PEOPLE's movie critic finds the best of the fest starring George Clooney, Mo'Nique, Mariah Carey and Drew Barrymore

By Leah Rozen
Updated September 20, 2009 01:00 PM
Credit: Dale Robinette/Paramount; Everett

Too many movies, too little time. That’s the story at the Toronto International Film Festival, where 273 feature-length films were shown during the 10-day festival that wrapped Saturday. I managed to see 26 of them during my week’s stay. Here’s the word on five I really like that will be in theaters soon:

Up In the Air. George Clooney, that smooth-walking combination of star power and smarts, stars in a hugely likable comedy that couldn’t be more timely. He plays a contentedly single guy who specializes in firing people, a job requiring that he constantly fly all over the country. Based on a novel by Walter Kirn, the movie is written and directed by Jason Reitman (Juno) and features a breakout supporting performance by Twilight‘s Anna Kendrick. Opens Nov. 13.

Precious: Based on the Novel ‘Push’ by Sapphire. Plus-sized Mo’Nique, best known for her sassy star turns on such TV sitcoms as The Parkers and films like Soul Plane, will knock your socks off with her searing turn as an abusive mother in this heartbreaking, though inspiring, drama about a teenage girl trying to survive in 1980s Harlem. Mariah Carey shines in a supporting role as a social worker. The film won the festival’s audience award. Opens Nov. 6.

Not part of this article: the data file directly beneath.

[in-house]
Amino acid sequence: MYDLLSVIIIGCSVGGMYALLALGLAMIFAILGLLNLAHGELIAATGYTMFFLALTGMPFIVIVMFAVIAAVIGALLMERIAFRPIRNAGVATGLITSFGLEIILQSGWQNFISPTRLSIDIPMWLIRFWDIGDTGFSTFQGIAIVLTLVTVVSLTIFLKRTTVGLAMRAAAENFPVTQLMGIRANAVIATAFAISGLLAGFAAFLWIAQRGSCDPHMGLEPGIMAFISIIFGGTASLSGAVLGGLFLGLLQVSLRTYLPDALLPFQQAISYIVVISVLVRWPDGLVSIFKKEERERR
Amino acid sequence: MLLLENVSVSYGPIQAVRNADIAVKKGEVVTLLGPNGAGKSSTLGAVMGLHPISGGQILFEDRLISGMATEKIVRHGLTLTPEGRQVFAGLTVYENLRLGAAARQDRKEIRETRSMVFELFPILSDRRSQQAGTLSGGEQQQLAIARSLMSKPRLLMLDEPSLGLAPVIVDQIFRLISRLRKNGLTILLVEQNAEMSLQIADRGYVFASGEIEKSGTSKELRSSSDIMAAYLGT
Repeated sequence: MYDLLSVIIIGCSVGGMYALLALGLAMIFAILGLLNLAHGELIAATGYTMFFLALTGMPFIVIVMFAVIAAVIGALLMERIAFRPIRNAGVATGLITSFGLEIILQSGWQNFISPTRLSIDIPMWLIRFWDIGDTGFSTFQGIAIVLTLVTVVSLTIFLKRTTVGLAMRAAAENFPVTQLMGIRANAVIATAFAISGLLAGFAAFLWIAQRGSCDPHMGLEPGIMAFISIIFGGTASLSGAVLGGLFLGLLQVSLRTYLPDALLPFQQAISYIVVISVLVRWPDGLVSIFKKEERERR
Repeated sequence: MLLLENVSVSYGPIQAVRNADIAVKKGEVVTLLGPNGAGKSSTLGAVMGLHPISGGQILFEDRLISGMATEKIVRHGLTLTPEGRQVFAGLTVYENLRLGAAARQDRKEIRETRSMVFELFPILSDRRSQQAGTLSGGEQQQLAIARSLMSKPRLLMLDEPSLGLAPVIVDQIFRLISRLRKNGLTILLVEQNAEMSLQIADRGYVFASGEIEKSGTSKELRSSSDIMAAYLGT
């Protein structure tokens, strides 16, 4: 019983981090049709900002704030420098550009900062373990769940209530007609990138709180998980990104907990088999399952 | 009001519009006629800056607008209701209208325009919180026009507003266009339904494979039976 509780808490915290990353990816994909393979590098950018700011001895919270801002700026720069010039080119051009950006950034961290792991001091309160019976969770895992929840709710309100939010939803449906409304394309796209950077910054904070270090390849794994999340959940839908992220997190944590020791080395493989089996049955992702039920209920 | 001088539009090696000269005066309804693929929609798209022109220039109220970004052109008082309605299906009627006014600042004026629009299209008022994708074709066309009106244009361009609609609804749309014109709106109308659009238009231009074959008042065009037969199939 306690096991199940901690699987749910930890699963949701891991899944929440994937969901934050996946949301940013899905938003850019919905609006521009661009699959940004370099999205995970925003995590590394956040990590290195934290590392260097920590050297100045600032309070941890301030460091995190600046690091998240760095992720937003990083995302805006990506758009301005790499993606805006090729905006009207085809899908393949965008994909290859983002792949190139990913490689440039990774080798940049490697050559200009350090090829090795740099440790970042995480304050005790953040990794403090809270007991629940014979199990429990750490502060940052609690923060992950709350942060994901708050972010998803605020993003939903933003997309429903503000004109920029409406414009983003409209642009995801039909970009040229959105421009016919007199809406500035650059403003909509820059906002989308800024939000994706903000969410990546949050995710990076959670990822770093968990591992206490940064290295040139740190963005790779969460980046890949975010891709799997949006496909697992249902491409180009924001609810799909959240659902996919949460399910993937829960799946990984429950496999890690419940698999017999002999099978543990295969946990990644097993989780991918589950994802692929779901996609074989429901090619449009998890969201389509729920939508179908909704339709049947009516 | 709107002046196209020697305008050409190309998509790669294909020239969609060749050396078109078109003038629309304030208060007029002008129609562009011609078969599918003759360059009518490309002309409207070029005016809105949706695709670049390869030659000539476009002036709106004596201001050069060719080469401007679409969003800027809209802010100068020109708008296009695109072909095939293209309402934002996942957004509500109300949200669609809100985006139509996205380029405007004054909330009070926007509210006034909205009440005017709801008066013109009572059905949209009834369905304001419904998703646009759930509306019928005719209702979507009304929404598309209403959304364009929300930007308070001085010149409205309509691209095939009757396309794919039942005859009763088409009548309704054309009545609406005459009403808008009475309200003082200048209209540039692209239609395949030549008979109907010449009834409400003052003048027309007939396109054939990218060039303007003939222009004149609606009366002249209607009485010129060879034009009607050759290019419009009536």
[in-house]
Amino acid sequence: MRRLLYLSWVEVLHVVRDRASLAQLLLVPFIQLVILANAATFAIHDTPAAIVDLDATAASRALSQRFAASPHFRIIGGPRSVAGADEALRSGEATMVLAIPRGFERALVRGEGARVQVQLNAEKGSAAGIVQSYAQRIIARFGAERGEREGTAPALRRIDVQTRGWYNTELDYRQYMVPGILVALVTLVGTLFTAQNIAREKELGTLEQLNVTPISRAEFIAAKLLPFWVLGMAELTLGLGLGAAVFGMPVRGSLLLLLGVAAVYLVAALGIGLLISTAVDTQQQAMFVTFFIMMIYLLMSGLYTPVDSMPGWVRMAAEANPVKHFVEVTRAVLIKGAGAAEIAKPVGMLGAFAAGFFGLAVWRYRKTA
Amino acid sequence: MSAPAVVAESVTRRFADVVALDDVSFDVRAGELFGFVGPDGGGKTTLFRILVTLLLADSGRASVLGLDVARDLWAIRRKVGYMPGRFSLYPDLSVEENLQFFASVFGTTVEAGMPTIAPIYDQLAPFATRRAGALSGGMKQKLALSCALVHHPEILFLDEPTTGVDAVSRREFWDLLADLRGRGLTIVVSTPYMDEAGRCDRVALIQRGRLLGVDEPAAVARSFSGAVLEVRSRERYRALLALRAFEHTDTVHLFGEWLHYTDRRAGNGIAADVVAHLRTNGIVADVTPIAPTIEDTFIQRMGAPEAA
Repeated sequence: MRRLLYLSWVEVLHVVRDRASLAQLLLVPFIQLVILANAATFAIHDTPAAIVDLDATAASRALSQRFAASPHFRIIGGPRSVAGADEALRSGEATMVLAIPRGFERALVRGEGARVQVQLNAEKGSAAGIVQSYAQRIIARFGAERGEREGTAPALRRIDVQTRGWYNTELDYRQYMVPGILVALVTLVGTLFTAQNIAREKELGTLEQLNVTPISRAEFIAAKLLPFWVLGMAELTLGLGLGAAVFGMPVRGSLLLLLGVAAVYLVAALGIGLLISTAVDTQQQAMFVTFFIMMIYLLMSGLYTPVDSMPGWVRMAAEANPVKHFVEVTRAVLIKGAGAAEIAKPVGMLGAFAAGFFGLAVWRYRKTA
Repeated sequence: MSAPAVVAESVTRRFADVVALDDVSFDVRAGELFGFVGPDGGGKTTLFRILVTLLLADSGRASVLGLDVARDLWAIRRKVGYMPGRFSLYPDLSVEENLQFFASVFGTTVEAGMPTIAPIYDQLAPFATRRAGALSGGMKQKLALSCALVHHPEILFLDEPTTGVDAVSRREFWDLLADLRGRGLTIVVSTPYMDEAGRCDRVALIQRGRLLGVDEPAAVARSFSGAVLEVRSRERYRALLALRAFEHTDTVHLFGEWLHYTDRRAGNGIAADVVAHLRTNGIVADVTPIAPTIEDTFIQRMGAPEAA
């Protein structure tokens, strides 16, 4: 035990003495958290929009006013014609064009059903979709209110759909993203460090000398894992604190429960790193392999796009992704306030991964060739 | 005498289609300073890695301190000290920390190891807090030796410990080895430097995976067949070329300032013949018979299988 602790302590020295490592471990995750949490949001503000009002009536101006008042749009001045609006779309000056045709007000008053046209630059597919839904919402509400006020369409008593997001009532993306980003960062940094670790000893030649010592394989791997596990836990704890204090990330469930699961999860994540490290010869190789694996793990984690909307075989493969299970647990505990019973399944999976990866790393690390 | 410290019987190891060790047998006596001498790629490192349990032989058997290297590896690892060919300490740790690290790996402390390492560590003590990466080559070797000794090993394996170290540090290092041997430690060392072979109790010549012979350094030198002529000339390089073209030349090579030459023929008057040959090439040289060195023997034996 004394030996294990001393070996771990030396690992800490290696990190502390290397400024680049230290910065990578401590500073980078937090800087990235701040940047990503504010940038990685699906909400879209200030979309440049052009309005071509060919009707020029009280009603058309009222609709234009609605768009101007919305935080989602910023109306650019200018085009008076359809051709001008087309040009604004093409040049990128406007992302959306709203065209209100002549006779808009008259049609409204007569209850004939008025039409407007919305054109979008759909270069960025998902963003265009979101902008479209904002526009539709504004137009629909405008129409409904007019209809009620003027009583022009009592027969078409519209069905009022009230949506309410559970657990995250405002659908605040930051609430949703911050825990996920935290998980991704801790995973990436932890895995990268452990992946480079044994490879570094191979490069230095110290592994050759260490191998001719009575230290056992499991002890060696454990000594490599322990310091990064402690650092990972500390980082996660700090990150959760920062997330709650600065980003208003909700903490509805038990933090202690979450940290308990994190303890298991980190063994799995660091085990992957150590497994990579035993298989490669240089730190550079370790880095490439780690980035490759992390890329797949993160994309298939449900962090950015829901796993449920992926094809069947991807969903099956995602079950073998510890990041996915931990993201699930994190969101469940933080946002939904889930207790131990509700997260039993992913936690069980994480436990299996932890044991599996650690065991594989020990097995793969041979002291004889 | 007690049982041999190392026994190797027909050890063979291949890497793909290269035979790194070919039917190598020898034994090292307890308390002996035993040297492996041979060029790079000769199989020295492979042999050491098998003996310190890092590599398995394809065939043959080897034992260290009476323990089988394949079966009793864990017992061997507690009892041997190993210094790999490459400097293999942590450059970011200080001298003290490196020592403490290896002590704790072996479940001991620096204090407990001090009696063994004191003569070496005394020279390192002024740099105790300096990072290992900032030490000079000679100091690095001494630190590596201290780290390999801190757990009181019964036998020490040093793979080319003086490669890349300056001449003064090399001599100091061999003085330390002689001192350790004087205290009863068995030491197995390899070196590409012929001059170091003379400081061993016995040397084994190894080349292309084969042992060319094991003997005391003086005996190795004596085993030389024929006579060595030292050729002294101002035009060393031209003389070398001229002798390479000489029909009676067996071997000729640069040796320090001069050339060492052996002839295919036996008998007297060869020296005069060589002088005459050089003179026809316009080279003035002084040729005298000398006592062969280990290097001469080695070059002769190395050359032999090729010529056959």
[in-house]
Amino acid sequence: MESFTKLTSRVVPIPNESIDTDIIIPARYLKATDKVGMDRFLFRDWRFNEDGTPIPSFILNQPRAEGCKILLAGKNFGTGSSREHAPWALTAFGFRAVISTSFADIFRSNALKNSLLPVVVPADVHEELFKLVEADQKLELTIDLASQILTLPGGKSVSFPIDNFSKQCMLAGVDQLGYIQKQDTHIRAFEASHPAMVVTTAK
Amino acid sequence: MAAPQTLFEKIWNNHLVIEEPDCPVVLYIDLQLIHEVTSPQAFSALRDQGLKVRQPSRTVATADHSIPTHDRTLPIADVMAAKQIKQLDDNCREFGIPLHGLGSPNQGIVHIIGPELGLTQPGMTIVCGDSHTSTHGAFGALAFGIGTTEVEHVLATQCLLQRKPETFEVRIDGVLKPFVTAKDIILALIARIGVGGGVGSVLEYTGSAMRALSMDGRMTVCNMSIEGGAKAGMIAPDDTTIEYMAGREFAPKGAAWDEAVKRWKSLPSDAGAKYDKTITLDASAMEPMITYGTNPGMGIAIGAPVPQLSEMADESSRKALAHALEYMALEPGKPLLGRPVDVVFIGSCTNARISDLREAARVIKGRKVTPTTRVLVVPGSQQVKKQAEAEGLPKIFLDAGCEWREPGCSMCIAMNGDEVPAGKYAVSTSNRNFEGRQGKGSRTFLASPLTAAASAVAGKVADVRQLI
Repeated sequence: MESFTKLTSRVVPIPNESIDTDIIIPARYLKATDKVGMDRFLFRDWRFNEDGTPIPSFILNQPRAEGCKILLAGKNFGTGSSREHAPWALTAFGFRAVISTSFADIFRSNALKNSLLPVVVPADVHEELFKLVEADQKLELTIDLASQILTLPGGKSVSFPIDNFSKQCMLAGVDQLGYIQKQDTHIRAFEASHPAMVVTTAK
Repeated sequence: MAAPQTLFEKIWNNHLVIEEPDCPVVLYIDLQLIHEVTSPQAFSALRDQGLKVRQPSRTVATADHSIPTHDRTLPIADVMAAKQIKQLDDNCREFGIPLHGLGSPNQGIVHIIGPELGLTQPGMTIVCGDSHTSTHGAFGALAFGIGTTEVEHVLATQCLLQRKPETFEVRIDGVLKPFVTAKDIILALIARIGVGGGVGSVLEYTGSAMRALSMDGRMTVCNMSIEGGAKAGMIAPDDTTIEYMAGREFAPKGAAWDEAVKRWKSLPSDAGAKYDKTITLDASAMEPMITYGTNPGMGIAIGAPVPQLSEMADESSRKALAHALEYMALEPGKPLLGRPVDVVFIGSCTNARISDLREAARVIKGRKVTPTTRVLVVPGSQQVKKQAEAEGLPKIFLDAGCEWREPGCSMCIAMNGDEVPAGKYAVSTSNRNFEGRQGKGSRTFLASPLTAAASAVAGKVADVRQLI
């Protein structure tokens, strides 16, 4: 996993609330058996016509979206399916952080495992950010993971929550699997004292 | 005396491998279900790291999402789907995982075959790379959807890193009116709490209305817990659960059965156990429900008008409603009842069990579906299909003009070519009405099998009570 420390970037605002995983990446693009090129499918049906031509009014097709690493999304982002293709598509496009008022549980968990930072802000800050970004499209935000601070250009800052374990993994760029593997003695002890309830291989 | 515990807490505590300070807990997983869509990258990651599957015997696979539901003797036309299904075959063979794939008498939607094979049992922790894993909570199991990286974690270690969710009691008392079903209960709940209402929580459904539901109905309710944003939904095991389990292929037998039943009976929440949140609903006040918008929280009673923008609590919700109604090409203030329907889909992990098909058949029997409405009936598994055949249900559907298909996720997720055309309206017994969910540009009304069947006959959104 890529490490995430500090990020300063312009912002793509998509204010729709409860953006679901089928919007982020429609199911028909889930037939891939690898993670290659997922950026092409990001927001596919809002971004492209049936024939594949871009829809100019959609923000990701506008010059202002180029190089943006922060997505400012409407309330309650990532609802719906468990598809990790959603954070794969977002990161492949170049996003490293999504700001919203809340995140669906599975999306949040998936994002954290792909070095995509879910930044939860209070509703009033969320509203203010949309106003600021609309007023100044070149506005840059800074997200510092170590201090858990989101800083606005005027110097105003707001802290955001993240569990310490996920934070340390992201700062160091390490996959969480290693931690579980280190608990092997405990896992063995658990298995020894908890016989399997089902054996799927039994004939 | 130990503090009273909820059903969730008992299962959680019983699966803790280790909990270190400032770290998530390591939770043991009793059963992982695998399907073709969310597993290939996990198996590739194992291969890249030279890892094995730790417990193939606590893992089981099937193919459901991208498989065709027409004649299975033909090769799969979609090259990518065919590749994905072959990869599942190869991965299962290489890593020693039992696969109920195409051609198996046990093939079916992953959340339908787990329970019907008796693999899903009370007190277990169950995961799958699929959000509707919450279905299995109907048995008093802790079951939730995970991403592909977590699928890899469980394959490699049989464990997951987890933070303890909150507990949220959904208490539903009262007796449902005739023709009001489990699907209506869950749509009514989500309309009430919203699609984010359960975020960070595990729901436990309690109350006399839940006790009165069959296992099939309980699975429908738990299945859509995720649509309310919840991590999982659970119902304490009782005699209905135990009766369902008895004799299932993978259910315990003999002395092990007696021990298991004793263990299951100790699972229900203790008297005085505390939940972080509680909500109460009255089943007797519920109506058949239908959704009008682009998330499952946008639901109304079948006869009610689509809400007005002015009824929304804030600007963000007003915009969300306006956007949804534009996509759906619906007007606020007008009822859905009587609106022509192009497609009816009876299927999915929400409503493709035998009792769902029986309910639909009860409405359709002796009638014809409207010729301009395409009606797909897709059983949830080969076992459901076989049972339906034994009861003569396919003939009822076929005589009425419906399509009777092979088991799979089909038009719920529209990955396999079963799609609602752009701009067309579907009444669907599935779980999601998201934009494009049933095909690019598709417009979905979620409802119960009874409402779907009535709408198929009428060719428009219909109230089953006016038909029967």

A Serious Man. Joel and Ethan Coen, the sibling directing duo behind Fargo and No Country For Old Men, reconnect with their childhood in a Minneapolis suburb with this dark comedy about a college teacher (Broadway star Michael Stuhlbarg) for whom everything goes wrong. While this gleefully depressive tale may not be to everyone’s taste, it’s the purest distillation of the Bad Things Happen Philosophy Of Life ever put on screen. Opens Oct. 2.

Whip It. Drew Barrymore takes her first shot at directing and comes up with a fun, female-bonding crowd pleaser. This coming-of-age comedy is about a 17-year old (Juno‘s Ellen Page) who finds meaning to her life when she joins an amateur, all-girl roller derby team in Austin, Tex. Barrymore, Saturday Night Live‘s Kristen Wiig, Juliette Lewis and Marcia Gay Harden costar. Opens Oct. 2.

The Men Who Star at Goats. Clooney has another winner in this wacky comedy, about a real life, secret Army unit which hoped to apply psychic powers to military uses. It’s all very bizarre and funny and sticks around just long enough, a breezy 93 minutes. Jeff Bridges contributes a hilarious supporting performance as a New Age guru, a sort of cross between Willie Nelson and The Dude, Bridge’s own signature role from the Coen brothers’ 1998’s cult comedy, The Big Lebowski. Opens Nov. 6.